The smiles that stretch from ear to ear on audience members at the Long Wharf Theatre’s world premiere play, “Fireflies,” are in clear evidence throughout most of Matthew Barber’s touching, funny and beautifully acted new drama. The New Haven theatre currently has the prime example of a community crowd-pleaser on its hands.
Based on the novel Eleanor & Abel by Annette Sanford and leisurely directed by Gordon Edelstein, “Fireflies” is set in South Texas, 1995. It takes place in the cluttered kitchen of Eleanor Bannister (a luminous Jane Alexander), a lonely, former schoolteacher long past her prime and keeping the family homestead alive in the absence of her parents. She is joined by her intrusive neighbor and friend, Grace Bodell (Judith Ivey, delicious), who babbles on about local gossip and, in particular, the mysterious stranger currently prowling the town. When that stranger, Abel Brown (Denis Arndt), suddenly appears on Eleanor’s property offering to fix up the “honeymoon cottage” she owns, the stage is set for that all-too-familiar story of the virile stranger opening up the sheltered life of the virgin spinster.
No, Mr. Barber isn’t breaking any new ground here and “Fireflies” will never be confused with “Who’s Afraid of Virginia Woolf?”. Nor would it want to be. “Fireflies” is the kind of play that deals with adults pretty much forgotten in contemporary drama. Three of the drama’s four characters are 60 years and older and while watching you suddenly realize how novel it is to see this age group represented at all let alone in an autumnal romance like “Fireflies”. And while it could be argued that the play wraps up a little too neatly by curtain, I doubt you’ll get many complaints from theatergoers looking for the reassurance of a pleasantly old-fashioned entertainment like this.
It’s been far too long since we’ve seen the great Jane Alexander on stage and most of the joy of “Fireflies” lies in the sublime performance by the Tony Award winning actress. She brings years of experience to the role of Eleanor imbuing the character with her own ample supply of grit and humanity. Judith Ivey is sheer delight as her neighbor, a woman probably every bit as lonely as Eleanor but one much more willing to confront that fact. Denis Arndt, who most recently won praise for his Broadway performance in “Heisenberg”, has the craggy charisma and low-key charm that makes you understand Eleanor’s cautious but growing attraction. In his one scene as the town’s good-old-boy policeman, Christopher Michael McFarland belies the stereotype to create a funny, engaging character.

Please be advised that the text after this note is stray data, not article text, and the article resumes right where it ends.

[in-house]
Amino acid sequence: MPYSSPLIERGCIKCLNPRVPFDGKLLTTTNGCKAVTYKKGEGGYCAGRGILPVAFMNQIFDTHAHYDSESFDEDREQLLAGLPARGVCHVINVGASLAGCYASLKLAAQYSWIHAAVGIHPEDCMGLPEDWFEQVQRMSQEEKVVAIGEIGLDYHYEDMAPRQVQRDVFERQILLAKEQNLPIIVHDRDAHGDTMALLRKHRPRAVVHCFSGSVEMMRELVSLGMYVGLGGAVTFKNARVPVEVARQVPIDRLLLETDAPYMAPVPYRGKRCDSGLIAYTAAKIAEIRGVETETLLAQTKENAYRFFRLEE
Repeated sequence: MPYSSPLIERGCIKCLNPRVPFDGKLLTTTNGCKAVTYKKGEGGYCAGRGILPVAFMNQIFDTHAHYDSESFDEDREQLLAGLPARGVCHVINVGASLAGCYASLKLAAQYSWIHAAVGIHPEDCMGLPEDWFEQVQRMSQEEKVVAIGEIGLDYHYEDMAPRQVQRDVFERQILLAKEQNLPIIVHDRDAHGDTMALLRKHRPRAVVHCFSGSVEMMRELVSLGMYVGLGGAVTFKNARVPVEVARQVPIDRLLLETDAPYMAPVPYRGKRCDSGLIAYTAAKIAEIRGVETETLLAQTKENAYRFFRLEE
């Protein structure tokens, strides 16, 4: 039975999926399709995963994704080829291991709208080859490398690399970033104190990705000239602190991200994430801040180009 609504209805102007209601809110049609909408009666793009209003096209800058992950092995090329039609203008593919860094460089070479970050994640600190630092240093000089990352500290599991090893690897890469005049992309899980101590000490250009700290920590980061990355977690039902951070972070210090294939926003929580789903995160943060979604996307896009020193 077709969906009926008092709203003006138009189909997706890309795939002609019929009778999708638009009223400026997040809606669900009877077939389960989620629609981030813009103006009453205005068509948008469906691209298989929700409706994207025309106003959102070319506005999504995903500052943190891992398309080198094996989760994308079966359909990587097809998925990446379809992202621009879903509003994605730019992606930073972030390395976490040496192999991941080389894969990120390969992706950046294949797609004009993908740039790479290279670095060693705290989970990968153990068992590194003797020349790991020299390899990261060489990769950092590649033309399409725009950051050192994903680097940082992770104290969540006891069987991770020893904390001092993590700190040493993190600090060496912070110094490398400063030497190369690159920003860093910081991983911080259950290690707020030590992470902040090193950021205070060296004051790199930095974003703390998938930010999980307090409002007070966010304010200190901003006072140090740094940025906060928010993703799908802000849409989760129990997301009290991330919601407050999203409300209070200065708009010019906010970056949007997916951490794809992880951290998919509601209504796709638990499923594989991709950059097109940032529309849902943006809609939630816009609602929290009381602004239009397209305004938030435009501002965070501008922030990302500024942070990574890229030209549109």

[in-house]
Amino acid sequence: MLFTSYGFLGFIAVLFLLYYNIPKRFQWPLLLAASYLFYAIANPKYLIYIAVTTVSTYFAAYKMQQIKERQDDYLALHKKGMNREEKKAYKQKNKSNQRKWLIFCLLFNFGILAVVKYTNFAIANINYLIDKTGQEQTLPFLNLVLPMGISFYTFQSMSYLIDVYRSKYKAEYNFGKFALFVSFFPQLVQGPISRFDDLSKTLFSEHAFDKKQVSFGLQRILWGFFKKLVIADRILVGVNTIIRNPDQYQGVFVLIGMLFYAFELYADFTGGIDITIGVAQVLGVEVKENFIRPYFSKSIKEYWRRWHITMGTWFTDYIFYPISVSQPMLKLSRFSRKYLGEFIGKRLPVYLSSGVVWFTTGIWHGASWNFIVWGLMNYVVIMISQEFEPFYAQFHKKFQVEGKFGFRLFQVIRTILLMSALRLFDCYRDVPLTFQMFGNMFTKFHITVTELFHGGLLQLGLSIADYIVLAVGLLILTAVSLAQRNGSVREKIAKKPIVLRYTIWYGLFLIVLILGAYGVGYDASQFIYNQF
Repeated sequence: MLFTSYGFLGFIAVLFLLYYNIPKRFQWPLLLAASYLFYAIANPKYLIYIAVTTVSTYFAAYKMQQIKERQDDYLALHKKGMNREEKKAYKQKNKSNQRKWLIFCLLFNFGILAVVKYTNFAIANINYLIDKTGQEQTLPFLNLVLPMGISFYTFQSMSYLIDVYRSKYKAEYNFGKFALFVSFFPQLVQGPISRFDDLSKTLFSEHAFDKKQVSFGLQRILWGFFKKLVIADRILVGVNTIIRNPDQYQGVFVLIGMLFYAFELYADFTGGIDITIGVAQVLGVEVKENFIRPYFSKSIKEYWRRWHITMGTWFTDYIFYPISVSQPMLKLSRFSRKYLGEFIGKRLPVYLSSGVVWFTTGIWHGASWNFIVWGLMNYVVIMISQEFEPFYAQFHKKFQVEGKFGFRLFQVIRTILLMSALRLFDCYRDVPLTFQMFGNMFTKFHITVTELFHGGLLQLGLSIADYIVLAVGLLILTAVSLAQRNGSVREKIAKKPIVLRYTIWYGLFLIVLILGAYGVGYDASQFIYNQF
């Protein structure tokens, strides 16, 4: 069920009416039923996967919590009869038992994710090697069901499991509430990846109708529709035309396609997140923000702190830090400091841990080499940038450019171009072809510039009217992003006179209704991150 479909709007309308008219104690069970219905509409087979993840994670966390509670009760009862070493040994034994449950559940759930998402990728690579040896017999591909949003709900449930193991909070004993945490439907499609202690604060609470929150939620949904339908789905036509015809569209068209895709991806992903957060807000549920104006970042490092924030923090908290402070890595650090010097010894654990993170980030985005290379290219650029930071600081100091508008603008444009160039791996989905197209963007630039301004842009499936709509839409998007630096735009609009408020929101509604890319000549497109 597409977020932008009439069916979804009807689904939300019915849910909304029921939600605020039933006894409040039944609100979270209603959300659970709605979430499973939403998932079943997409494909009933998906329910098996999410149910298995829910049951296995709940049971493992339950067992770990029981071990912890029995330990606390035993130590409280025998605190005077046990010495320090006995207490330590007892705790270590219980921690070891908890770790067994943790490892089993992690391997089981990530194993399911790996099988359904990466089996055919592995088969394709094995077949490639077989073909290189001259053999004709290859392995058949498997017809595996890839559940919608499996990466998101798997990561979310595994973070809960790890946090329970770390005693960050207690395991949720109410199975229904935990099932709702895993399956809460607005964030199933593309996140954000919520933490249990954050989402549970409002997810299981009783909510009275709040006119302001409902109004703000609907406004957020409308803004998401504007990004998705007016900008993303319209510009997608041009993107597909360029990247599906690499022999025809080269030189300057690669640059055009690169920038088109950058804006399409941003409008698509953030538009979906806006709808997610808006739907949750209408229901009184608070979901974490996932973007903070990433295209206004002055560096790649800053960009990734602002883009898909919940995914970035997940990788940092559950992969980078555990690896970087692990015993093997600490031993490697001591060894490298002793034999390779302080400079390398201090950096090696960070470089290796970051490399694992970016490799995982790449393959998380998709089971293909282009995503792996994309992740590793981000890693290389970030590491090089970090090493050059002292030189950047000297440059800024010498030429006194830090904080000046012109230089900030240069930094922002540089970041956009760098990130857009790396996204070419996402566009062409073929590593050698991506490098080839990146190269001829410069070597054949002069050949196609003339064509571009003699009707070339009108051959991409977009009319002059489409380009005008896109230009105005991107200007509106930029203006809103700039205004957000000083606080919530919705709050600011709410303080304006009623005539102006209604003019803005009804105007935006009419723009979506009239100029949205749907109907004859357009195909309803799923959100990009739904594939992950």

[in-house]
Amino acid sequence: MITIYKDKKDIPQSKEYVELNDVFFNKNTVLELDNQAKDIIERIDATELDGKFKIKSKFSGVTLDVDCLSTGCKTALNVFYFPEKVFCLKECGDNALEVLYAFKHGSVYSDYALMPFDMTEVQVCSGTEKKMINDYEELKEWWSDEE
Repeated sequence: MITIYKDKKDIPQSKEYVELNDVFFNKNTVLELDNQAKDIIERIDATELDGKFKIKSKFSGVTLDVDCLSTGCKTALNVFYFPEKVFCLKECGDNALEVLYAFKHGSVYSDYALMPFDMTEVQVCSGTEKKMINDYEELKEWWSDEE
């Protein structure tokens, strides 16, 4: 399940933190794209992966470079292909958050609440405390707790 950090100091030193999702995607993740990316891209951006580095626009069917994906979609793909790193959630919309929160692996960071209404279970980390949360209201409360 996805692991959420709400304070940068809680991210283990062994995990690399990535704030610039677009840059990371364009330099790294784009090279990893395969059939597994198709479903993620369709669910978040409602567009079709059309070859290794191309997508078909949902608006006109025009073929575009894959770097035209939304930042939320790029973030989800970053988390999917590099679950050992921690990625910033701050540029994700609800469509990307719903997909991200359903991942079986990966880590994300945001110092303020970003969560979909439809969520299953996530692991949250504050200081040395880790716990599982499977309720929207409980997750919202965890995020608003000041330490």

Alexander Dodge’s busy, lived-in kitchen has all the bells and whistles but features some odd touches, too. As arranged, Eleanor would apparently need a cherry picker to water the hanging plants that dangle some twenty feet above her and there’s a dramatic set change in act two removing the kitchen’s back wall that makes little sense in the context of an otherwise realistic drama. Jess Goldstein’s costuming gets the older characters exactly right, however, and Philip Rosenberg’s warm lighting design ably suggests Texas in July. Even with a few reservations, you are not likely to find a more charming play than “Fireflies” this season.
“Fireflies” continues at the Long Wharf Theatre through November 5. For further information or ticket reservations call the theatre box office at 203.787.4282 or visit: www.longwharf.org.
Tom Holehan is one of the founders of the Connecticut Critics Circle, a frequent contributor to WPKN Radio’s “State of the Arts” program and Artistic Director of Stratford’s Square One Theatre Company. He welcomes comments at: firstname.lastname@example.org. His reviews and other theatre information can be found on the Connecticut Critics Circle website: www.ctcritics.org.